1970 | Ca Mau, Vietnam

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As I noted before – the war in Vietnam was mostly remembered through the work of Western photographers like Robert Capa and Larry Burrows. However, in North Vietnam, the war was witnessed through the lens of guerrilla fighters who doubled as photographers.

Last time, I wrote about Tran Binh Khuol. Like him, Vo An Khanh was born in Bac Lieu province in southwestern Vietnam. After arrest of his brothers for Communism, Vo left his farming and fishing background for city life in Saigon, where he working for the ‘Viet Long’ photo lab. In 1960, he also left that work to join the Communist revolution in Ca Mau (situated on the southern Mekong delta tip of South Vietnam, a hotbed of Viet Cong activities).

Vo traveled with guerrillas and documented the front line of the Vietnamese resistance for Office of Entertainment, at times climbing trees to get a better angle on the action. Surreal nature of his guerrilla photojournalism was best captured in the photo above from U Minh Forest in 1970, depicting a mobile military medical clinic in the mangroves, doctors and nurses knee-deep in swamp water performing a makeshift shrapnel-removal surgery.

The soldier on the gurney was one of few figures in Vo’s work whose face was exposed. Others sported masks to hide their identities from one another in case of capture and interrogation, and in case that the photos fell into the enemies’ hands.

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Vo carried the medium-format Yashica camera whose film cartridges contained only eight exposures. He developed the negatives in situ and stored them in ammunition boxes with rice for moisture absorption.  Most of his images were never published during the war due to chronic shortages of ink by local papers, but were privately distributed among the guerrillas to boost morale. A rare touring exhibition of his photos was even staged in the guerrilla hideouts from 1962 – 1975.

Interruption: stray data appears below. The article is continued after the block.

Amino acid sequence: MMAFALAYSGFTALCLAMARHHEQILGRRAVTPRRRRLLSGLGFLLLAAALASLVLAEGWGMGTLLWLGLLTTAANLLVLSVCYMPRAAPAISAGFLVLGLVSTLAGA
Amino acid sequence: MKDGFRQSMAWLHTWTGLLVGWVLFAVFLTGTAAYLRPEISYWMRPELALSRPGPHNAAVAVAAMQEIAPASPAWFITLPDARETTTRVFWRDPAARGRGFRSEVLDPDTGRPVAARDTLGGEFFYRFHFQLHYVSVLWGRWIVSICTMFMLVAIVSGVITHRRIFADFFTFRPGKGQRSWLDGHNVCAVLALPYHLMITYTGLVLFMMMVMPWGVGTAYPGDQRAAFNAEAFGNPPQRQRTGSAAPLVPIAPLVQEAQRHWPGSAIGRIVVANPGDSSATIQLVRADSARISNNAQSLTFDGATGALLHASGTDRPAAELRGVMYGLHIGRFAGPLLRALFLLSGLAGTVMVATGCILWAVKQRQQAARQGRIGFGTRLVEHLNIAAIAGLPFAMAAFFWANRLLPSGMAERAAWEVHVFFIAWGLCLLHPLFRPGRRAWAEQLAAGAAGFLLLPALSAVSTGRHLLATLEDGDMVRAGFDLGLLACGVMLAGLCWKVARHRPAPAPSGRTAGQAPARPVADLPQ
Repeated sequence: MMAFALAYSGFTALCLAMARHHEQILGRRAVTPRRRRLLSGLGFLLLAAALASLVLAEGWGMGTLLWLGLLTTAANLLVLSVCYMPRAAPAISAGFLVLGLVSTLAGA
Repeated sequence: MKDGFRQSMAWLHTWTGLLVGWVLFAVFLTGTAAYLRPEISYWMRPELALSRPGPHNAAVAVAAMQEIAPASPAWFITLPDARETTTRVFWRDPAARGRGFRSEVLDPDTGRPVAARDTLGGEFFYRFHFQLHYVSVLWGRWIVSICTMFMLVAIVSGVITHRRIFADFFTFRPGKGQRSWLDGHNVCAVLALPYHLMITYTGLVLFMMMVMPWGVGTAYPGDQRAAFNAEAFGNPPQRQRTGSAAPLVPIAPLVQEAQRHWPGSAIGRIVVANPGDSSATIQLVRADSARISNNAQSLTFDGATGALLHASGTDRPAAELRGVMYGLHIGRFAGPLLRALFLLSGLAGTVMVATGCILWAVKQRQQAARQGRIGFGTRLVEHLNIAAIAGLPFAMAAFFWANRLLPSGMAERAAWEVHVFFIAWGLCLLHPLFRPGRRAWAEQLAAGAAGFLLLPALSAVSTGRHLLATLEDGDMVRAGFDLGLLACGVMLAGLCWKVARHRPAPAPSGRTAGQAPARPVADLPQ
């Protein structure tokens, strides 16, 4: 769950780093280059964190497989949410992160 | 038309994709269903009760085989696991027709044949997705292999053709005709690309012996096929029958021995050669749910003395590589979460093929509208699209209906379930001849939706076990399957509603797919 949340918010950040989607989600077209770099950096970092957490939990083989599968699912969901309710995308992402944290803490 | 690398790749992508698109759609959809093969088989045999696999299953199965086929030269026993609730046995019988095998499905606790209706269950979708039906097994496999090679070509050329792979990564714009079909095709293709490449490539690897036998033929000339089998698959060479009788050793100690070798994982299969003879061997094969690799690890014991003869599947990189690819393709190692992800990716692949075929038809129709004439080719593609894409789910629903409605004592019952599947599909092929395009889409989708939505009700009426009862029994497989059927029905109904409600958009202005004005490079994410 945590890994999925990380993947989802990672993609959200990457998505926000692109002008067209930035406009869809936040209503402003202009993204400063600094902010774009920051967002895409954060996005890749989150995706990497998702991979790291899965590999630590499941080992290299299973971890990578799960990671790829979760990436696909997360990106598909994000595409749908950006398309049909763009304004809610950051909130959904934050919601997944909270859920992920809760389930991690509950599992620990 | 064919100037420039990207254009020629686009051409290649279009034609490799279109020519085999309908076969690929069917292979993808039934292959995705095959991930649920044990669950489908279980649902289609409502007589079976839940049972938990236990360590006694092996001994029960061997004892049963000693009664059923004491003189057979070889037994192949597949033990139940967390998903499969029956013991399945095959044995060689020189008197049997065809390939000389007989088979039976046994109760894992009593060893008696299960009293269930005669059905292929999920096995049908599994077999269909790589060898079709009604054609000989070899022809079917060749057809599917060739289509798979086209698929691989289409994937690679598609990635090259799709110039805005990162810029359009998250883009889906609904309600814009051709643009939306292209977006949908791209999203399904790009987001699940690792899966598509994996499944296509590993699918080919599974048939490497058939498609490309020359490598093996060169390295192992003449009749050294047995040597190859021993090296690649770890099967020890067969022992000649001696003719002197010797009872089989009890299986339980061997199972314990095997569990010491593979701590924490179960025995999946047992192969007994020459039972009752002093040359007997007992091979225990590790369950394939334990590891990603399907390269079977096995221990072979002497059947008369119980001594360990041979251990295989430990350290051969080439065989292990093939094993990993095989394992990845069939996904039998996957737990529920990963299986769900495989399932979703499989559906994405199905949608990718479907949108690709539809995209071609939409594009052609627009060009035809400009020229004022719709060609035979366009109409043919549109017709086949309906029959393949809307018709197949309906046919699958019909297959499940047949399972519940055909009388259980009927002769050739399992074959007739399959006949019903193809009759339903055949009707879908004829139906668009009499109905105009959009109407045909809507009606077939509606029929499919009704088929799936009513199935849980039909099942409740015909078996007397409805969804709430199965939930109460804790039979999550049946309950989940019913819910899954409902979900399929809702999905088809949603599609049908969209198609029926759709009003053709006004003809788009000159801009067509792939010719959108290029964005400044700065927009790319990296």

The photos of guerrilla photojournalists were never reprinted outside the country until the 2000s. Doug Niven, an American news photographer, spotted handmade black-and-white postcards of the war while travelling, and began to track down the surviving Vietnamese war photographers. Their photographers were finally exhibited in 2002 in ‘Another Vietnam: Pictures of the War From the Other Side’ at the International Center of Photography, in collaboration with the National Geographic Society.


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